Combat allergies and asthma in the home
One in three New Zealanders has an allergy, and symptoms can affect sufferers' everyday life says Allergy New Zealand.
"Allergy symptoms force people to take time off school and work," chief executive Mark Dixon says.
"It is estimated that the direct and indirect costs are in the millions of dollars annually."
With the environment directly affecting the severity of reactions, the condition of a house often has a major impact on people's allergies and their level of suffering.
Dixon says living in a dry, warm home is imperative.
"The key to reducing allergy symptoms is to keep dust mites and pollens in check by using a ventilation system to filter out nasties," he says.
"It is also important to combine this with insulation and heating to help dry out the house and reduce mould and condensation."
The main source of allergens in New Zealand are those that are airborne, like house dust mites, which affect people all year round, and pollen, especially during spring.
While the change of seasons and factors such as pollen exacerbate allergy symptoms and suffering, the state of New Zealand homes is also a fundamental contributor to allergies.
"Many people sniff all through winter mistakenly thinking they are getting colds when it's actually dust mite allergy, which can affect individuals right throughout the year," Dixon says.
Dusty, damp and mouldy houses are breeding dust mites and triggering chronic symptoms in allergy sufferers, according to the State of the Home Survey conducted by research company Buzz Channel for HRV. It shows that more than half of New Zealanders experience nasal, throat, skin or eye irritation that can be attributed to the levels of mould, condensation and dust mites in the home.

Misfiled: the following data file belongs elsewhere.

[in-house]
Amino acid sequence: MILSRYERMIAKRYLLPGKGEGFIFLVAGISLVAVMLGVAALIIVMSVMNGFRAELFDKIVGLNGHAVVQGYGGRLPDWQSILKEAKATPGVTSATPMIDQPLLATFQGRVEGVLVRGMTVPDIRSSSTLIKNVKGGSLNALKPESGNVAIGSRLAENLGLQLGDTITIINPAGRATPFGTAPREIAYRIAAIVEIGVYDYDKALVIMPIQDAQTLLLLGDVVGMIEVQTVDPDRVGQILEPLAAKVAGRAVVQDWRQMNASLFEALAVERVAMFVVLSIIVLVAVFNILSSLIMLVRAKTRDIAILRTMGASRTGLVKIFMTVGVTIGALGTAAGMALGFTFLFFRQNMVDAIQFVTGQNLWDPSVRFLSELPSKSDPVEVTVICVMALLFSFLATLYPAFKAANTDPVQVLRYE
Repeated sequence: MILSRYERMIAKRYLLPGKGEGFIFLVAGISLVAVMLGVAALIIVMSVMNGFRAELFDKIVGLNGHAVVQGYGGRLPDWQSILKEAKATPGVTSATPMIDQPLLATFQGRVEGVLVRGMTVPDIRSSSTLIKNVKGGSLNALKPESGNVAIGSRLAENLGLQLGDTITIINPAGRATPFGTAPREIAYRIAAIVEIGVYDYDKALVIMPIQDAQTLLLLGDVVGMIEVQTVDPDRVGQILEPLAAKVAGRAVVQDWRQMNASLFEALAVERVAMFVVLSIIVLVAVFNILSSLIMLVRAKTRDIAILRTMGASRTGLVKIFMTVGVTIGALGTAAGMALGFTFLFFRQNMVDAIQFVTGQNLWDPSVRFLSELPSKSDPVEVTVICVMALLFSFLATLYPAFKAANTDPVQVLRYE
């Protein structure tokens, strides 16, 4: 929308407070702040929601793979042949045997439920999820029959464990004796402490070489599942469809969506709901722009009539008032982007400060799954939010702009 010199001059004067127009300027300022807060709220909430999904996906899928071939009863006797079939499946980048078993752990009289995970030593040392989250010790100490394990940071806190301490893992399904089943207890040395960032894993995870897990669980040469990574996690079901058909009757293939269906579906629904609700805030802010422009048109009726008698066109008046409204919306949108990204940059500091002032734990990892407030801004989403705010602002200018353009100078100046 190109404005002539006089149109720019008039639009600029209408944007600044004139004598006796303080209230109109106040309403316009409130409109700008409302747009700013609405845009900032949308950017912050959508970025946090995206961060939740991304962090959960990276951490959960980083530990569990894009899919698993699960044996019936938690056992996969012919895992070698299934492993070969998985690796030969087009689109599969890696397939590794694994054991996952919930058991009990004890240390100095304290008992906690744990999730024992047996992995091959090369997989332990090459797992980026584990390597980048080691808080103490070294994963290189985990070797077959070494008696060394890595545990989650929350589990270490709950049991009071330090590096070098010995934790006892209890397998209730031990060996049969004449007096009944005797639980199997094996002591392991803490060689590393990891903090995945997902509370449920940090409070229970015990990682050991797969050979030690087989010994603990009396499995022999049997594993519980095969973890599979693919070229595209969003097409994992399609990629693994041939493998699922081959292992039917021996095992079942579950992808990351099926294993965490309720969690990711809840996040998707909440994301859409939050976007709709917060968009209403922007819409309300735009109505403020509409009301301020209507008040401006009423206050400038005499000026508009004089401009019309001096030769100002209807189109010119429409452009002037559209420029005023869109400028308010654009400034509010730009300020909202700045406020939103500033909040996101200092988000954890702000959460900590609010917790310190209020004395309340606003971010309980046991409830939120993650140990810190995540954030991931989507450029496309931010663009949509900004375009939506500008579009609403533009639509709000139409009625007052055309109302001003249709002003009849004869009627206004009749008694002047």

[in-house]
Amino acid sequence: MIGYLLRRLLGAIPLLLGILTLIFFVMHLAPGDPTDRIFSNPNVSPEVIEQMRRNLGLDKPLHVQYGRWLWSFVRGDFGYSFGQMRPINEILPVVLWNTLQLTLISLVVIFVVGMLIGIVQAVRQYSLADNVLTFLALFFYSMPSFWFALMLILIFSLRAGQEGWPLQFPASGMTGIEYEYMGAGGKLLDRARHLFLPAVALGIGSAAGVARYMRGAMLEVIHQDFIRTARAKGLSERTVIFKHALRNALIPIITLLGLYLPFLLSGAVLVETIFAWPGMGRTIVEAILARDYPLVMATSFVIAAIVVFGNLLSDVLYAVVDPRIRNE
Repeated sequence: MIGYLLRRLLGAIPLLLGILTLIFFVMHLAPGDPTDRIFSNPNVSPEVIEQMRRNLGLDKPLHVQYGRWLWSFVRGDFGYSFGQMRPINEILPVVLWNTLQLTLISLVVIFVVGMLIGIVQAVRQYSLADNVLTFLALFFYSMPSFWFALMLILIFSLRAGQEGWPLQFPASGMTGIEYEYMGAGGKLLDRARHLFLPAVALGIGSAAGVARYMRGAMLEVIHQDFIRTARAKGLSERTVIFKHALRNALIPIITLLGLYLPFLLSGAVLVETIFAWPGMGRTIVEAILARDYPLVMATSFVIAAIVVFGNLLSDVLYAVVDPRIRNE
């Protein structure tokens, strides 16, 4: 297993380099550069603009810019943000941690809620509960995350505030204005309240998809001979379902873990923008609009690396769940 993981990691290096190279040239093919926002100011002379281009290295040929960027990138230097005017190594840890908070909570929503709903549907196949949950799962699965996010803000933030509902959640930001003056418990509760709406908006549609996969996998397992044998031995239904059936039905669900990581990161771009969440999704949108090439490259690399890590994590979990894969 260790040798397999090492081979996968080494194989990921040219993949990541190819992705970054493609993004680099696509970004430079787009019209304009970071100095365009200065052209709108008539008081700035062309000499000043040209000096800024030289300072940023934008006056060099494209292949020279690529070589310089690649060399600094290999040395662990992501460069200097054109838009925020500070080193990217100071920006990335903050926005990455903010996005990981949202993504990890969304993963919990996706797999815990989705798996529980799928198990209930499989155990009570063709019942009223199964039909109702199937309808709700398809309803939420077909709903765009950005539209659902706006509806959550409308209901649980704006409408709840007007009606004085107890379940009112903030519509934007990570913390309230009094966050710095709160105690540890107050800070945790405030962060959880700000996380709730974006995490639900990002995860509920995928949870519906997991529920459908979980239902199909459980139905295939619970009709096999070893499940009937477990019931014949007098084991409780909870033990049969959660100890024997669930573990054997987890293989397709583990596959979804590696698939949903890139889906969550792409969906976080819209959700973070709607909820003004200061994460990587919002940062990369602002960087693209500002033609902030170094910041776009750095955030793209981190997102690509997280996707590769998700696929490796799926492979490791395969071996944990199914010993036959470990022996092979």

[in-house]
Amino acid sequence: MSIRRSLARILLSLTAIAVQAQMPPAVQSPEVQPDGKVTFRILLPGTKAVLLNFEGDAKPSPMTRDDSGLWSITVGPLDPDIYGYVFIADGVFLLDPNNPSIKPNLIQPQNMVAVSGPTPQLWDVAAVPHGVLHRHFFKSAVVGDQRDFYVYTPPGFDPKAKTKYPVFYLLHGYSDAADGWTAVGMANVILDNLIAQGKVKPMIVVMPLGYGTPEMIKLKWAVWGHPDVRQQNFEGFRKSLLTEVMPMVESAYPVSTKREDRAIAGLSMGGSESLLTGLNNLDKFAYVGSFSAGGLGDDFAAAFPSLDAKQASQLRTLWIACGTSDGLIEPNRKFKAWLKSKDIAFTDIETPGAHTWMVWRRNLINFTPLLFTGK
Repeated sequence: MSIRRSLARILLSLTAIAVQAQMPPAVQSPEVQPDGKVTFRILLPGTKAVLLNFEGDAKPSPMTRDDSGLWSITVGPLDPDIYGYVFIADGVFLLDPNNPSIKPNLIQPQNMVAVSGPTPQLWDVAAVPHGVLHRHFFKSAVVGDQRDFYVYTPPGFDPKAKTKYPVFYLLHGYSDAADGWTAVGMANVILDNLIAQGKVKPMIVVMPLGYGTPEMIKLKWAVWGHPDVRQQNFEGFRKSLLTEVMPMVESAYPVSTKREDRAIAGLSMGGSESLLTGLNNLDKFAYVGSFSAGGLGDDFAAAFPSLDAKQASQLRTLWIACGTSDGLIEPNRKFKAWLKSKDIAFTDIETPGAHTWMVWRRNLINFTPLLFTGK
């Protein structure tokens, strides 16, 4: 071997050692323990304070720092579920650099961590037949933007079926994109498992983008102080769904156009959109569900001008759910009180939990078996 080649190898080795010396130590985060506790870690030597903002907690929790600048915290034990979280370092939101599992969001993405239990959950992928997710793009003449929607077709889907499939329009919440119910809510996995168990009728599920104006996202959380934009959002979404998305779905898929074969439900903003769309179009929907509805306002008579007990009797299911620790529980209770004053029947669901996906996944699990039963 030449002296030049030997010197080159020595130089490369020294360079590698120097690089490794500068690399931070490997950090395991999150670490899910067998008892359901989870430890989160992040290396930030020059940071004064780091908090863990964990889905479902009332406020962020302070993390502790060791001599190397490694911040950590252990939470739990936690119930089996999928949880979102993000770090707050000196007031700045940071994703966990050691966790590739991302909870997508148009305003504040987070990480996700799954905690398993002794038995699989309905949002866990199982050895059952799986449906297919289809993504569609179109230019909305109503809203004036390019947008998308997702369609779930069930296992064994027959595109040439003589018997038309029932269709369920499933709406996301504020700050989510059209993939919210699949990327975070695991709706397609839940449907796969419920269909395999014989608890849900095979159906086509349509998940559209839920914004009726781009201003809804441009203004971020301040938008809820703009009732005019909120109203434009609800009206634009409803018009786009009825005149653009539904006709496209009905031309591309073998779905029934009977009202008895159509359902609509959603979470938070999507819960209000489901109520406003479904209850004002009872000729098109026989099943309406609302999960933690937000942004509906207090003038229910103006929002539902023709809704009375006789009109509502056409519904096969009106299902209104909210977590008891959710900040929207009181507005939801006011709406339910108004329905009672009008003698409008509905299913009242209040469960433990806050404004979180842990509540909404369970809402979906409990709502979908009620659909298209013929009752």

The survey found that households with no allergy sufferers had less mould in their homes and were warmer, drier and condensation-free. People with no allergy symptoms took significantly less time off work than those with symptoms.
In light of Asthma Awareness Week, which started yesterday, the survey highlights the strong link between the poor state of many New Zealand homes and asthma.
Almost half of New Zealand households have an asthma or allergy sufferer, with about 80 per cent also having hay fever.
The Asthma Foundation says mould in a home almost doubles your chance of developing asthma.
Statistics supplied by the organisation show one in four children and one in six adults suffers from asthma, with the economic cost to the country estimated to be $800 million a year.
Respondents to the survey backed these statistics with comments that highlighted the impact a substandard home can have on an occupant's health.
"I had never ever suffered from asthma before we moved into the home we have now," one respondent said.
"We rent this home and it should be fit for rental, but it's not," another said. "The mould is coming through. [It's] terrible and not worth the rent or us being continuously sick."
Allergy New Zealand's allergy season awareness campaign started last month and runs until the end of the year, with a focus on hay fever, eczema and holidaying with allergies.
Other key survey findings in relation to health, allergy and asthma included:
❏ More than half say they suffer in some way because of the state of their home, including increased stress levels, health problems and taking high numbers of sick days.
❏ One in five Kiwis has moved out of a house because it was cold, damp or mouldy.
❏ Almost 60 per cent of renters say they moved out of a house because it was unhealthy.
❏ The number of sick days households take greatly affects business productivity, with more than half of households who rent or own their home (with a mortgage) taking five or more sick days a year.
❏ Twenty-seven per cent had curtains, carpets, clothes and other property damaged by mould, dampness and condensation.
* Buzz Channel surveyed 505 people aged between 24 and 75. The margin of error on this sample is +/- 4.3 per cent at the 95 per cent confidence level.